Based on our findings in orthogonal cellular and cell-free assay systems, we conclude that bidirectional modulation of Nurr1 by small-molecule ligands results from two contributions. Agonists promote dimerization of Nurr1 as a homodimer or as a heterodimer with RXR and additionally stabilize interaction of the Nurr1 LBD with co-regulators. Inverse agonists favor monomeric Nurr1 and decrease Nurr1 co-regulator interactions (Fig. 6). These changes in protein–protein interactions of Nurr1 result in differential cellular effects on reporter/gene expression. Therein, MFA exhibited a profile between agonism and inverse agonism on different Nurr1 response elements and since these DNA motifs are found in the promoter regions of different genes, gene selective modulation of Nurr1 activity seems possible with ligands that either favor monomeric or dimeric states. These considerations give our observation of ligand-dependent preference of Nurr1 for monomeric or dimeric forms considerable relevance.
Overall our studies have demonstrated that Nurr1 activity can be modulated by small-molecule ligands in a bidirectional fashion and we report first-in-class inverse Nurr1 agonists that counter the receptor’s high constitutive transcriptional inducer activity. The opposite activities of Nurr1 agonists and inverse agonists are rationalized by their distinct effects on Nurr1’s interaction profile with co-regulators and dimerization state. Moreover, our results point to the existence of two binding sites within the Nurr1 LBD that can accommodate ligands, of which the binding can modulate Nurr1 activity both independently and simultaneously. This is demonstrated by pairs of modulators involving AQ and MFA or parecoxib, which achieve different Nurr1 activation efficacy when they are applied together compared with their individual effects, offering potentially another avenue for the design of selective Nurr1 modulators or agonists with enhanced efficacy. These results markedly contribute to molecular understanding of Nurr1’s activity and advocate the development of several types of potent Nurr1 modulator tool compounds that address the different binding sites and distinct receptor responses to enable in depth functional validation of Nurr1 as future drug target.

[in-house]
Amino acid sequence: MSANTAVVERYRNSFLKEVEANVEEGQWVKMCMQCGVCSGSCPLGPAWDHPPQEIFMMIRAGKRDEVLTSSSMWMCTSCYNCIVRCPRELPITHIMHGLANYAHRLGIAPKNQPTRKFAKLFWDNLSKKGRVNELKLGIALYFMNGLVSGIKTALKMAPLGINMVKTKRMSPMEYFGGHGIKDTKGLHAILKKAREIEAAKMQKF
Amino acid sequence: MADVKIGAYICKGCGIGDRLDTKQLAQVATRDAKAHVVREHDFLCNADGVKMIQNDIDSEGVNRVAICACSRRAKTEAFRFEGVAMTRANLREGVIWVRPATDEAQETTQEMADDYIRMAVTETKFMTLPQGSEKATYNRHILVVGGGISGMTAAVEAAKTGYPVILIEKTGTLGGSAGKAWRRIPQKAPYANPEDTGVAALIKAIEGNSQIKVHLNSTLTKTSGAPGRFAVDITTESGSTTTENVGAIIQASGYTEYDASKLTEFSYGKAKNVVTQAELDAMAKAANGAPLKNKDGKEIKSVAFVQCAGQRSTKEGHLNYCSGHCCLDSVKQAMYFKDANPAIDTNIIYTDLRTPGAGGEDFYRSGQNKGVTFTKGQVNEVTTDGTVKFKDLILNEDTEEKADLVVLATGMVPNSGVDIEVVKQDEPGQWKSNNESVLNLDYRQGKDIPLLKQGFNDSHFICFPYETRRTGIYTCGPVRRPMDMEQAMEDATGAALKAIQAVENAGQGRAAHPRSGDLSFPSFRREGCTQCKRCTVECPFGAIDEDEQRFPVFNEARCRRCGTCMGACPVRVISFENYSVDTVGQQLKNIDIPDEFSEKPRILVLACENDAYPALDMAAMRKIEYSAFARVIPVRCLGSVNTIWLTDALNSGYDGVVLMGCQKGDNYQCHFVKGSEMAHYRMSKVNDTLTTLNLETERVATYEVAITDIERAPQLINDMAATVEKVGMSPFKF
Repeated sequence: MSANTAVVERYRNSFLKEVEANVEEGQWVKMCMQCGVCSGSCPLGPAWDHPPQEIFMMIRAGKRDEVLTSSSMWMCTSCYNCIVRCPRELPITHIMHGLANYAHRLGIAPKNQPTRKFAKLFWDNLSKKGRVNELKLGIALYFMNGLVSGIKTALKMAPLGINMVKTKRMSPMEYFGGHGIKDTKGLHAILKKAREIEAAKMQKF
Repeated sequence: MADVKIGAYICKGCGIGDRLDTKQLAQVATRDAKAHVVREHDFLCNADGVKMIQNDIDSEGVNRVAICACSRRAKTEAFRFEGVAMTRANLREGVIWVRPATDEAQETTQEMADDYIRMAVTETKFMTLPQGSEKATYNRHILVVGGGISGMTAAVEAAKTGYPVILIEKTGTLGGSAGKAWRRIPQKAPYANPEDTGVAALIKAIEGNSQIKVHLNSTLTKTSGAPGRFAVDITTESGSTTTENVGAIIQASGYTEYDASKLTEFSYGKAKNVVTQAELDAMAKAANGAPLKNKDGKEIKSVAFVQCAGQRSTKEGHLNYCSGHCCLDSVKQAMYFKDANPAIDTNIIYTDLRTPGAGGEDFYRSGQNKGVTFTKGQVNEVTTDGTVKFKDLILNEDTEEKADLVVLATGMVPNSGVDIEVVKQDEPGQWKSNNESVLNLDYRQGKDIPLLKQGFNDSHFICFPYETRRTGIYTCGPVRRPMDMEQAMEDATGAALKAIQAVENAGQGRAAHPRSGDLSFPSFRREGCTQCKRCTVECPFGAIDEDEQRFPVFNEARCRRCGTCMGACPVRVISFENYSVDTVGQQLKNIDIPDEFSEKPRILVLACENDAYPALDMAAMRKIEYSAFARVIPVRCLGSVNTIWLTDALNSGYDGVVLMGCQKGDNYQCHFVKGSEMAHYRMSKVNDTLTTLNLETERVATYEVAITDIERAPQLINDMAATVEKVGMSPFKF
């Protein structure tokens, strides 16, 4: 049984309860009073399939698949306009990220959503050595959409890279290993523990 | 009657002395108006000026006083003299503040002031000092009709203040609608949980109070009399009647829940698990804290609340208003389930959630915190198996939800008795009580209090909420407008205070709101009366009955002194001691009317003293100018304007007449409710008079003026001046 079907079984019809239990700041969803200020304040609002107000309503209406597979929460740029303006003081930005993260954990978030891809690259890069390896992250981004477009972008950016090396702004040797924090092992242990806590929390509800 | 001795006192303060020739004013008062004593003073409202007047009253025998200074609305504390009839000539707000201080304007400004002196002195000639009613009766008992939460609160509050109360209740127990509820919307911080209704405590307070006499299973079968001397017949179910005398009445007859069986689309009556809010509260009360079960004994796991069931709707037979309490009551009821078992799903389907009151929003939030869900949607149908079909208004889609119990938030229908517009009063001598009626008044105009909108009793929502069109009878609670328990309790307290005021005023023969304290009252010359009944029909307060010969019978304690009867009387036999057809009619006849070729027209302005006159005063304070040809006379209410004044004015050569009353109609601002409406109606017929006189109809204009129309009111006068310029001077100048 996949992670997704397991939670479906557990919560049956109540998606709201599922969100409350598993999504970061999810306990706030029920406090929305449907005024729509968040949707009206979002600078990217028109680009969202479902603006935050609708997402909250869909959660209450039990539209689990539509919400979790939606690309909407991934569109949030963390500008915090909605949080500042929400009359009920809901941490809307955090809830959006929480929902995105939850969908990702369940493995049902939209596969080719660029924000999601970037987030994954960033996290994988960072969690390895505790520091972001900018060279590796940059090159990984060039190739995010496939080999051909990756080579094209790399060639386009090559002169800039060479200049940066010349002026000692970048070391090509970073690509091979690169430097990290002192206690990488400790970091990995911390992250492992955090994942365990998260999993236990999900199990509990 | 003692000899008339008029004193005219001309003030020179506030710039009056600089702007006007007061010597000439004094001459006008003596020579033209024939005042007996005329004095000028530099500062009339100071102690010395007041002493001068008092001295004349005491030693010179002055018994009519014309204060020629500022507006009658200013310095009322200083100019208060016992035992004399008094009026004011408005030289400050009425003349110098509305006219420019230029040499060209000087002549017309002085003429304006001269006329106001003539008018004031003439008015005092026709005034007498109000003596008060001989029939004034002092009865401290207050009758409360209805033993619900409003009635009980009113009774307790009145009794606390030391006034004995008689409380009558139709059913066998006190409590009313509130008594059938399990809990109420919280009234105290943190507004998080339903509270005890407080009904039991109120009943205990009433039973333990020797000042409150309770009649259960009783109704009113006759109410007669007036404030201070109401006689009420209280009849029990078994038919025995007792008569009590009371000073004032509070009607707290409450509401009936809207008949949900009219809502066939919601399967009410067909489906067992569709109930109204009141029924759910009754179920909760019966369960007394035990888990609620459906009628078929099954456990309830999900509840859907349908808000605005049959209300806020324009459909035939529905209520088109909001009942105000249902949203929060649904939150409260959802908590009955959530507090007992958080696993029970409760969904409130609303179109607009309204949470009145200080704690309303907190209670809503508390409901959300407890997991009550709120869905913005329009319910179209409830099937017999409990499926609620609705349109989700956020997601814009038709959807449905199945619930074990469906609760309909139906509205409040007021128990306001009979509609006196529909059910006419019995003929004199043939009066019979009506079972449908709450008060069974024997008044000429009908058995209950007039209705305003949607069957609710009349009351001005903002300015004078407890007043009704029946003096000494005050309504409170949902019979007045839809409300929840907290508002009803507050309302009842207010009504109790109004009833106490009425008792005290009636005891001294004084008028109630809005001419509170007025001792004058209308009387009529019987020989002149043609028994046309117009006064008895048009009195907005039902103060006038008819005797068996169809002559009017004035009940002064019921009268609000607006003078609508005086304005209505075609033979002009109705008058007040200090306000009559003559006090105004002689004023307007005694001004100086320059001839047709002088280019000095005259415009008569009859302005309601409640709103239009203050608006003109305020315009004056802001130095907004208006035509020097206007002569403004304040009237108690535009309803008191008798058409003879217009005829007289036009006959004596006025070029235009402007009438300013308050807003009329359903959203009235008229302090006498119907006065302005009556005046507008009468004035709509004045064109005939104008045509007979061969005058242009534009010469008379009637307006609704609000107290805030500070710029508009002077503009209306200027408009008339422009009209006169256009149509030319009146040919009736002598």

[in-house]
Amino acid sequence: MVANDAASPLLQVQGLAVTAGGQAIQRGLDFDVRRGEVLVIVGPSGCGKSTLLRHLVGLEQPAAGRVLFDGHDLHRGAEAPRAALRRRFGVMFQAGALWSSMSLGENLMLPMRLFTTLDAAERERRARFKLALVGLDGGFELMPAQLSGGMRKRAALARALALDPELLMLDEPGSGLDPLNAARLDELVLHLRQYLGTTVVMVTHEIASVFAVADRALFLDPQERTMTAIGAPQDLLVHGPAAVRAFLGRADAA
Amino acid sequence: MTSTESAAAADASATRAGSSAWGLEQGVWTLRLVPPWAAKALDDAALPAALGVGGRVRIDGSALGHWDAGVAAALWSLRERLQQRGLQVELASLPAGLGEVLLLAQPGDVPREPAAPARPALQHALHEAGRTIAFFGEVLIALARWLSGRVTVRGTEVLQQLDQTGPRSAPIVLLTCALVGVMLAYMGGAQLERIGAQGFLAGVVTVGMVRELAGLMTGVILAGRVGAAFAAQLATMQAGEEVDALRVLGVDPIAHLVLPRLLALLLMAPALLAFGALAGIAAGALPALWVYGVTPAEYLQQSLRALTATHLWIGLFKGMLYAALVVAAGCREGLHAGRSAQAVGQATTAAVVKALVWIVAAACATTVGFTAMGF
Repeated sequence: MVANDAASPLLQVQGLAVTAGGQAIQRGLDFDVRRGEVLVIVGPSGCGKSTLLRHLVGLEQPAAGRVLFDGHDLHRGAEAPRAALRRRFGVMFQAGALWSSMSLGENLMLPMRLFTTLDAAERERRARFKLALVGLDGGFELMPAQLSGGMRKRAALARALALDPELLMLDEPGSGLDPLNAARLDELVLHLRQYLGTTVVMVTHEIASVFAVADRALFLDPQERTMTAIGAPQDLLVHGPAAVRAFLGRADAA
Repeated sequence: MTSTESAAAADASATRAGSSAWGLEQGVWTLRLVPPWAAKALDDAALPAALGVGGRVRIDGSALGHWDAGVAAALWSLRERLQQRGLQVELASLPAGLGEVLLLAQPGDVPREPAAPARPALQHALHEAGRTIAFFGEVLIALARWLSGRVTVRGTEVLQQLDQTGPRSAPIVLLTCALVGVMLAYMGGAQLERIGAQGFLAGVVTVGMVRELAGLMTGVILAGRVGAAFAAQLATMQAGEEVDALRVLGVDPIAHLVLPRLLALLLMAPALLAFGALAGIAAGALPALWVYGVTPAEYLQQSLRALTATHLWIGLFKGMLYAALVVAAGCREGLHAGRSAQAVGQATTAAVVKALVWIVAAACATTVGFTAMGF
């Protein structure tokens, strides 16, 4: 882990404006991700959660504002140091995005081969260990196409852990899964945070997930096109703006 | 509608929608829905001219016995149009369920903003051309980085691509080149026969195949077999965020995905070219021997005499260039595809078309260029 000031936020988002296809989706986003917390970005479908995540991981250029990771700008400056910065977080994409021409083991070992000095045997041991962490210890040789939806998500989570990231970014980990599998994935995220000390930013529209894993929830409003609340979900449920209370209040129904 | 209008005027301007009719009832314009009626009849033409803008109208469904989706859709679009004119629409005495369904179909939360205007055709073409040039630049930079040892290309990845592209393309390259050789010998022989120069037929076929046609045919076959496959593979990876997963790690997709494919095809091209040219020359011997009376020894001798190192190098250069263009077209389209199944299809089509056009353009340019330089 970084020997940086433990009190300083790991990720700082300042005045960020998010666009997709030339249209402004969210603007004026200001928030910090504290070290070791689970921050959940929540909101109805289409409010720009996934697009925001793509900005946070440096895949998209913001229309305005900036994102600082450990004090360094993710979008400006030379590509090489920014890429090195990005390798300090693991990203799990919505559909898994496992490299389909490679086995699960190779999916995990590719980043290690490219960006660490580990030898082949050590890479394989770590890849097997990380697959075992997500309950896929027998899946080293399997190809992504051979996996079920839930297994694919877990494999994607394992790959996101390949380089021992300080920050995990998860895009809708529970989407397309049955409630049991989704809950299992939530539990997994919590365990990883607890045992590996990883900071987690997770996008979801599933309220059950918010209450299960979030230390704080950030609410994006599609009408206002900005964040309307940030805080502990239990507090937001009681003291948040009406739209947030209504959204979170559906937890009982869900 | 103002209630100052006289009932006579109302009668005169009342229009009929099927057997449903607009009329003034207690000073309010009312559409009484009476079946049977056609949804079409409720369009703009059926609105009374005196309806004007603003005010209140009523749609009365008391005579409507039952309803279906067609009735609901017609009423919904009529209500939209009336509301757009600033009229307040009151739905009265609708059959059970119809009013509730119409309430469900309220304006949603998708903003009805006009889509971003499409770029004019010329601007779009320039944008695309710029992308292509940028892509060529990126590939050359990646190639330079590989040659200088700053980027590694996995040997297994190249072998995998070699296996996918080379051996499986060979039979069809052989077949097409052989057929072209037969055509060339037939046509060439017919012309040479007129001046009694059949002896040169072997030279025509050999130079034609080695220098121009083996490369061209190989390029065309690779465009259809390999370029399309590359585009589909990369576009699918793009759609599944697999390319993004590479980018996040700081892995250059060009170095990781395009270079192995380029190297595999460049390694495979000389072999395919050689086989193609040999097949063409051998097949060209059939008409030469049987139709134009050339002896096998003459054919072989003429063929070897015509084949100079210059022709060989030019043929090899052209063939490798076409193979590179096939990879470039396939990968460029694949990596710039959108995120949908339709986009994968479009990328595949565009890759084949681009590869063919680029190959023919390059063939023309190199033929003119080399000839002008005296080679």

Reporter gene assays